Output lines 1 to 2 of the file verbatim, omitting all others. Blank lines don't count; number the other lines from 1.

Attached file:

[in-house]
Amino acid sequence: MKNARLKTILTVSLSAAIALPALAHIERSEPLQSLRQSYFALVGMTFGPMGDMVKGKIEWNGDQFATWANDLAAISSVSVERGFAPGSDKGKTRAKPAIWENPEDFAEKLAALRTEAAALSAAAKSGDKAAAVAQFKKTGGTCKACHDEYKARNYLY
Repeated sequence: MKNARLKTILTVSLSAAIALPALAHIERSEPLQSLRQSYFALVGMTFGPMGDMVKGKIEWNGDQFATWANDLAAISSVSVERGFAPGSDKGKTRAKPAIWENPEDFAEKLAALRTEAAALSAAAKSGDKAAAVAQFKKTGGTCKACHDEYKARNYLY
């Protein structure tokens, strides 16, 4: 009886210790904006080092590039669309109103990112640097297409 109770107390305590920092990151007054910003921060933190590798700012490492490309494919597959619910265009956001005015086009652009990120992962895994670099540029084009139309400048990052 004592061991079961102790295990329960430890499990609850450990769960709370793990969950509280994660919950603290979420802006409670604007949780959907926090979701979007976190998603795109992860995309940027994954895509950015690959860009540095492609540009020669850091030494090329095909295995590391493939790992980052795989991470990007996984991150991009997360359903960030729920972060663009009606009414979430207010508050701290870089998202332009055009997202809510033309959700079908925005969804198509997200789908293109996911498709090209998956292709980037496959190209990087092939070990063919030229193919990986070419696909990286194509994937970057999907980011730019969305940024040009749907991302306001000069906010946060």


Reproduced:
[in-house]
Amino acid sequence: MKNARLKTILTVSLSAAIALPALAHIERSEPLQSLRQSYFALVGMTFGPMGDMVKGKIEWNGDQFATWANDLAAISSVSVERGFAPGSDKGKTRAKPAIWENPEDFAEKLAALRTEAAALSAAAKSGDKAAAVAQFKKTGGTCKACHDEYKARNYLY